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Originally Posted by Jojovan
My room is:
Width: 280cm / 9 feet 2 / 110.2 inches
Length: 355cm / 11 feet 7 / 139.7 inches

I used to have a 120cm W.Hoffman upright. Now I have a C2X (173cm) grand and do not find it uncomfortably loud. Recordings are fine too.

Jojovan, I am considering a C2X in a slightly bigger room (13' x 15'). Curious if you find, from an aesthetic décor point of view, if the piano overwhelms the room visually (this is a point of debate which will determine getting spousal support for a grand - otherwise, it's an upright).

Incidentally, if a grand is not in the cards, a C. Bechstein (or perhaps a W. Hoffmann) may be the "runner up."


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Originally Posted by Gombessa
The volume of the piano was my biggest concern when selecting size. As it turns out, it's loud but rarely ever "too loud." You don't want to be sitting on the couch next to the piano during louder passages, but it's tolerable for anyone a room over. Sound diminishes greatly over distance. I WFH and am in online meetings 10 hours a day, and compared to my digital when my daughter practices, it sounds pretty much the same volume to me in the spare bedroom with the door closed.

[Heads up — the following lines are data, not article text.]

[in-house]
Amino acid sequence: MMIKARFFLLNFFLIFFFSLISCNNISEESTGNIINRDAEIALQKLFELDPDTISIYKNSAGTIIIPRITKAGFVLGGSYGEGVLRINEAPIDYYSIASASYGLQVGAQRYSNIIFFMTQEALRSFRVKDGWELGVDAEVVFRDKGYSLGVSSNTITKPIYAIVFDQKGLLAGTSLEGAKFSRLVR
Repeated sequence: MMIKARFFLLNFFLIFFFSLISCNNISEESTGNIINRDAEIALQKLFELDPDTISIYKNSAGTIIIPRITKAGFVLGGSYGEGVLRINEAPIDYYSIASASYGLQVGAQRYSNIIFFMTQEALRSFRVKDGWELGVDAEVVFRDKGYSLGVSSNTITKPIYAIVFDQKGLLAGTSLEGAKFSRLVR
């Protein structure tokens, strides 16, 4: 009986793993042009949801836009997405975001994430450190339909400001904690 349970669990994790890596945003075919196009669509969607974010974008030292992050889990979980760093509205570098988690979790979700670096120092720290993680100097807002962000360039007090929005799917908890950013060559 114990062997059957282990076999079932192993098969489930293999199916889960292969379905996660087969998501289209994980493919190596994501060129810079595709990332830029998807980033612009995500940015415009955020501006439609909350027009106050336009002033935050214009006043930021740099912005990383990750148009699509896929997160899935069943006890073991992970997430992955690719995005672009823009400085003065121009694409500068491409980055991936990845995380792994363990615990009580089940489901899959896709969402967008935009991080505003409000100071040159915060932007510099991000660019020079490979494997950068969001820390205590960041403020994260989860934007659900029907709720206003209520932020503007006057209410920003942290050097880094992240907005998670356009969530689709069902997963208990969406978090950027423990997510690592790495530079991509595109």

While I can't directly compare digital vs acoustic volumes in my home, since I don't (yet) own an acoustic, in my unofficial "lab tests", the volume in dbs as measured using a phone app, is around 75 - 80 db with my Avantgrand N2 (volume at around 12 o'clock, playing at "normal" dynamics) in my living room vs. about 80 - 85 db for various brands of grands (ranging from 5'5" to 6'2" or so, at same "normal" dynamics) in the showroom.

Both my daughter and I practice at around the same volume and it is not uncomfortable at all, volume-wise, for listeners near-by (musical content is another matter entirely: repeating tricky passages over and over tests the patience of just about anyone). Going further away (ie, downstairs), I barely hear the digital.


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I hope this article from Piano Buyer will help:
https://www.pianobuyer.com/article/ten-ways-to-voice-a-room/
In my experience, besides follow Part 1 in this article, we should not place the piano (both grand and upright) too close to a corner.